Today, one of us (Peter, a budding skater) will show you how to put on inline skates so you can do it correctly each time. Inline skates are a kind of special shoes, which is why absolutely new skaters may wonder if they’re wearing them correctly.
Related: How to get up on rollerblades
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Also read: Beginner Rollerblading Tips
Before we get started, let’s get something out of the way. Grab a 4mm Allen Wrench and tighten any loose nuts and screws. New skates may come with loose parts, and the last thing you want is a wheel coming off when you’re skating. It’s happened to me before, and all I can say is that it’s no fun.
Also read: How to climb hills on rollerblades
Well-fitting rollerblades increase your safety and comfort. And inline Skates fit the way normal Shoes do. So, you’re supposed to order skates in the same size you order your everyday shoes. However, not all skates and skate types fit exactly the same way. Some brands have slightly different sizing charts and you want to read or watch reviews to learn if sizing up or down would give you a better fit. And inline hockey skates fit differently than other skate types, 1-1.5 sizes smaller than normal shoes.
Inline skates initially feel a bit tight, tighter than they are after you break them in. They’re supposed to have a snug fit. They shouldn’t be so tight that circulation to your toes gets cut off. Nor should they be so loose that they stop being boots and become boats.
Your foot shouldn’t slip around too much. If the foot moves around too much, power transfer decreases, and the overall efficiency of every stroke plummets.
Let’s now dive into how you actually put on inline skates.
Sit on a bench or other elevated place. Then place the right skate beside the right foot and the left skate beside the left foot for easy access when you’re ready to wear them.
Loosen the laces a bit and get the tongue out to create room for your foot. Put the forefoot into the boot and push it all the way in.
Image 1: Loosen the laces: skatingmagic.com
Image 2: pull the tongue out: Image belongs to skatingamgic.com
You may want to use the straps on the back of the skate for leverage. BTW the straps on the back are there to help you wear your skates. But you can also use them to carry them.
If your toes are pressing hard against the front of the skate, your skate is too small for you and you should return it for the next size up.
Your toes shouldn’t be squeezed, and there should be adequate wiggle room for them. The large toe should barely touch the front of the boot.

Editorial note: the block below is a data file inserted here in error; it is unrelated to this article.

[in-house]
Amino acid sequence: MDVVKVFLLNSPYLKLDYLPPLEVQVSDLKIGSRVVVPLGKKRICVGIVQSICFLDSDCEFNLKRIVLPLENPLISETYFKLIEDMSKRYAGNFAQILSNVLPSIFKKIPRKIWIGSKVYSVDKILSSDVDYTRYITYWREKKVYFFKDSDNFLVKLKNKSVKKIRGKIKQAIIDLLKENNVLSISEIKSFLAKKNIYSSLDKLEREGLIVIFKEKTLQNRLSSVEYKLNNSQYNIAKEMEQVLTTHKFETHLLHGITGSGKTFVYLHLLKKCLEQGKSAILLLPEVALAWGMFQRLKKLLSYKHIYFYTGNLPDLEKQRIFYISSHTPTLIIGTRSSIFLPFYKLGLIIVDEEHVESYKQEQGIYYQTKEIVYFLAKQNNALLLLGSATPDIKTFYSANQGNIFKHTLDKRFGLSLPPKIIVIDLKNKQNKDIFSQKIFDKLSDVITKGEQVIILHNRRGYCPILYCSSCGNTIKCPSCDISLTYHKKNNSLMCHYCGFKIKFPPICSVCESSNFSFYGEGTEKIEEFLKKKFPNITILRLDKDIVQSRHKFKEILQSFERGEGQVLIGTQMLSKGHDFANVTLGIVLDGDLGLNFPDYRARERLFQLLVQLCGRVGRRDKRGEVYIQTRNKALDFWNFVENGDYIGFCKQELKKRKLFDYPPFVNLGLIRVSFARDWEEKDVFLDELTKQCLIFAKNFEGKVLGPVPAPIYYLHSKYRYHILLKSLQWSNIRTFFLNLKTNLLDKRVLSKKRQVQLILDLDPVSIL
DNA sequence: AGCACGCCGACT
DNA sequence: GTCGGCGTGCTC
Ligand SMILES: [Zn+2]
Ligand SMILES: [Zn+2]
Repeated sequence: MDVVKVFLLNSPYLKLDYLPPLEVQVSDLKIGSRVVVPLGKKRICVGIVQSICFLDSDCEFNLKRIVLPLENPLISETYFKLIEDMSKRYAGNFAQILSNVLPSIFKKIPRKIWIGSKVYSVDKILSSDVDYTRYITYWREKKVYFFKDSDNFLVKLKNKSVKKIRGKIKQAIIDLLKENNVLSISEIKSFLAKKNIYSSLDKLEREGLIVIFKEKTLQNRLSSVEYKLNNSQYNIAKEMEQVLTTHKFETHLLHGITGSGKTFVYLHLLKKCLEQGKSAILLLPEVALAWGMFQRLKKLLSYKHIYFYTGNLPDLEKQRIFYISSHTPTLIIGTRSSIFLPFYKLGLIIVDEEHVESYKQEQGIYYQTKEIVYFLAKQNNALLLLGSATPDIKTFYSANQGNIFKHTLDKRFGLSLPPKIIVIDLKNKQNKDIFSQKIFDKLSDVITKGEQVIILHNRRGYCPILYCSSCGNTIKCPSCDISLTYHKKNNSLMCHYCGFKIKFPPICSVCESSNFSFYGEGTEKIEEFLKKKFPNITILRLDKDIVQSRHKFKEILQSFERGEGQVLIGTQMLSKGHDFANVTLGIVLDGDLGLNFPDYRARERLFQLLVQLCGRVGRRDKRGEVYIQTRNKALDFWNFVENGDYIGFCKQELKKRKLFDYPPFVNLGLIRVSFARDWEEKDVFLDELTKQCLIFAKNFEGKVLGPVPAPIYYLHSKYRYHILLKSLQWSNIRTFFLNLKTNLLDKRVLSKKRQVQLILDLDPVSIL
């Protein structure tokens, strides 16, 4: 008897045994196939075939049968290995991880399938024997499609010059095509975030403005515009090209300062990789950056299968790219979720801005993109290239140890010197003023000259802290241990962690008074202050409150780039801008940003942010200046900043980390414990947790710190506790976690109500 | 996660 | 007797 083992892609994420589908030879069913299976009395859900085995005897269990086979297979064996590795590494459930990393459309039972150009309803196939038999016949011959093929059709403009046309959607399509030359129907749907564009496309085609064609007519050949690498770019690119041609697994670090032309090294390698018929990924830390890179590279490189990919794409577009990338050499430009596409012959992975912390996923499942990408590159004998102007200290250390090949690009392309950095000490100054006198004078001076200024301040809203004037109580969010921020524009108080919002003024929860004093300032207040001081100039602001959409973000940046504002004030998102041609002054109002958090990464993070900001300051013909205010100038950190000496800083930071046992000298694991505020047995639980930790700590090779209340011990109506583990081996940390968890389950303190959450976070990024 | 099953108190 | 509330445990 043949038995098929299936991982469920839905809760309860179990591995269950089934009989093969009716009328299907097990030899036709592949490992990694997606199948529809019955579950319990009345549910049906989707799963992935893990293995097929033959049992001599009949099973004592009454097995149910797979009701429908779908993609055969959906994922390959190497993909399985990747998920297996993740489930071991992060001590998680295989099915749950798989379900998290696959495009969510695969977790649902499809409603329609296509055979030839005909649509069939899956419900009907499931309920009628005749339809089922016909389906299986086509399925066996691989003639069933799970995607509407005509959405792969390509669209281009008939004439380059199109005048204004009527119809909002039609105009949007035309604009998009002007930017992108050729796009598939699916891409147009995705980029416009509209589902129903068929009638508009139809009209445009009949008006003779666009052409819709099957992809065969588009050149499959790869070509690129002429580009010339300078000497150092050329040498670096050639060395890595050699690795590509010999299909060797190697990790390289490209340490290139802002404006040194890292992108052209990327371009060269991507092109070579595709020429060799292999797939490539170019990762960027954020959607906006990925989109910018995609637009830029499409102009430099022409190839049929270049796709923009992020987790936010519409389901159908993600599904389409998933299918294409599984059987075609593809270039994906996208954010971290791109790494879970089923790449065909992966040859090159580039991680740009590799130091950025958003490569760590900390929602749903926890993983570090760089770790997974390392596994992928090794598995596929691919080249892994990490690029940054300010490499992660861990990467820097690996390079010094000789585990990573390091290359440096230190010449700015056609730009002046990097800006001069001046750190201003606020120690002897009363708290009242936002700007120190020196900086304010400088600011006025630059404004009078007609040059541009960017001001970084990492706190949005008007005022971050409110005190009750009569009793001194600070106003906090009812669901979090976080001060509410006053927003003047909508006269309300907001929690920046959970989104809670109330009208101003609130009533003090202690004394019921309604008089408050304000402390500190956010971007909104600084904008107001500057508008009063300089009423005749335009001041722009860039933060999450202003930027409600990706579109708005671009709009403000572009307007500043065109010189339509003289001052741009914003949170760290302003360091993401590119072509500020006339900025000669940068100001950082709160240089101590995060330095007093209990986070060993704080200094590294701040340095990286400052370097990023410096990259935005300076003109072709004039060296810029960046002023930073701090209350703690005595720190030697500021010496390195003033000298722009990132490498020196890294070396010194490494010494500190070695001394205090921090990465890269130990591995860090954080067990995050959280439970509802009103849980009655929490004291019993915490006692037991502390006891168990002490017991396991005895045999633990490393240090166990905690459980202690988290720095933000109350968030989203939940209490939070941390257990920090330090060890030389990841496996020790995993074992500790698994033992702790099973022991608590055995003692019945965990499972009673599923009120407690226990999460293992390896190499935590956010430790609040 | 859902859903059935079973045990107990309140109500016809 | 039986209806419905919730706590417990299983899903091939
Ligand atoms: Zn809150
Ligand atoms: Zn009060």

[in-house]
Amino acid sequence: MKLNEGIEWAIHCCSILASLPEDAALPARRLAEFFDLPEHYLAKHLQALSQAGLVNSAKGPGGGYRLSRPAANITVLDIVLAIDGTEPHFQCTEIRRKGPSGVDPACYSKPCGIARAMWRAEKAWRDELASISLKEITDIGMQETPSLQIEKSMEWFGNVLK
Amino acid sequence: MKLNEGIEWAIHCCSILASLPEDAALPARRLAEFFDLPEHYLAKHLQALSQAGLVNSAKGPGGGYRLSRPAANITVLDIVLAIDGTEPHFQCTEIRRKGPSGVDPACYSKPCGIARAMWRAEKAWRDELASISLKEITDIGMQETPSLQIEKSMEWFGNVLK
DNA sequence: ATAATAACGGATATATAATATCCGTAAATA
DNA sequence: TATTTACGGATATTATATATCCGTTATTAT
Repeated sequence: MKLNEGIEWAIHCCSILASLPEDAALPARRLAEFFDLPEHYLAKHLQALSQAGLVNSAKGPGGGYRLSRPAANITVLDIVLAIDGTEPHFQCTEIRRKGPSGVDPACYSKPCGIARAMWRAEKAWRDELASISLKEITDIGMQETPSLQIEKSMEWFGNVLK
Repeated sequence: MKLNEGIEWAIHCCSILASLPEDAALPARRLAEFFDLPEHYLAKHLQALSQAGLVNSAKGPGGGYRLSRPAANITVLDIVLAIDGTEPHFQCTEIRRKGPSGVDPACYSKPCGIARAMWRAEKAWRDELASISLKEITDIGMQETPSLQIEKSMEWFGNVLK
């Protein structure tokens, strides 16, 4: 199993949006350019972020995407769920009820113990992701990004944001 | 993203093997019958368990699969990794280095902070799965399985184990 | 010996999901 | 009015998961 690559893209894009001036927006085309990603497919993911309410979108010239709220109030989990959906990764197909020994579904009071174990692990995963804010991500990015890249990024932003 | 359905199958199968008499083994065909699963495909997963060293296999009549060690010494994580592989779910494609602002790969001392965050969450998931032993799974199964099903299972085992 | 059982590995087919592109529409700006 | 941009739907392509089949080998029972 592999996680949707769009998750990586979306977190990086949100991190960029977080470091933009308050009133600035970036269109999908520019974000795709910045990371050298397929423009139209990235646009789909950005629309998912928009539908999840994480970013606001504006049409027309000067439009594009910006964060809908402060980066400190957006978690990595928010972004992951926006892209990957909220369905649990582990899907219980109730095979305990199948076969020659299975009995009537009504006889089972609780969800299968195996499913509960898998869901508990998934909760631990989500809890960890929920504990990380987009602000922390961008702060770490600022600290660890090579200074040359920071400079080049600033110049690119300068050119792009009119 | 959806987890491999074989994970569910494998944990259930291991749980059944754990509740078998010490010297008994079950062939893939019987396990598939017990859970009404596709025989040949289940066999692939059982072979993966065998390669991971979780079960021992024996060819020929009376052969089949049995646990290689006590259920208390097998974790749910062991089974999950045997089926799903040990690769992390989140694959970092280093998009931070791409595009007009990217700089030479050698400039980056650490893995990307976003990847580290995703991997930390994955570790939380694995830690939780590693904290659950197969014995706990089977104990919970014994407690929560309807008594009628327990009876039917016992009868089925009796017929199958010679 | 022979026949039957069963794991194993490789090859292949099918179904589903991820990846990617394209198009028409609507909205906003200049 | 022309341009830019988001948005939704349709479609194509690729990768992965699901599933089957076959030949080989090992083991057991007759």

You may want to tap the heel of the skate on the ground to get the heel exactly where it’s supposed to be and lock it in.
Skater tapping heel on the ground after putting on skates. Image source: skatingmagic.com
Tie the laces up before you fasten the ankle strap and top buckle. Use your favorite method to tie your skates and pull the laces tight, starting from the bottom going up.
What if you have a wide forefoot? If you have a wide forefoot, leave the lacing around the bottom of the boot untied and work the laces from the ankle up.
I have k2 skates that fit pretty narrow, but when I loosen the laces around the toes, I can use the skate for sometime before it becomes too uncomfortable for me.
Fit tip: If your skates are sorta narrow like mine, try to loosen the laces around the bottom. Image credit: skatingmagic.com
Most soft boot inline skates come with velcro fasteners while most hard boots have a plastic strap around the ankle and another one at the top. Fasten these straps after tying the laces.
Close the buckle at the top of the boot and you’re good to go. The buckles on low quality inline skates tend to snap when you least expect it and many don’t stay in place.
Look at this skate. The top strap broke, a friend repaired it for me, but then it broke again. I don’t use it anymore. But you sure can repair broken straps by replacing them with those from old skates.
Final images: how your inline skates look once you’re done putting them on: Image credit: skatingmagic.com
Some skates have the BOA closure system instead of laces and buckles. If this is the type you have, turn the fit adjustment dial around the top of the boot to the fit you want. Some high-end BOA-equipped skates allow for micro adjustability so you can dial in the perfect fit.
Now that you’re done putting on your rollerblades, it’s time to get up and skate. And if you don’t already know how to get up on inline skates, here’s an article we recently wrote to help our fans out. And here’s a video published on the skating magic Youtube on how to do that.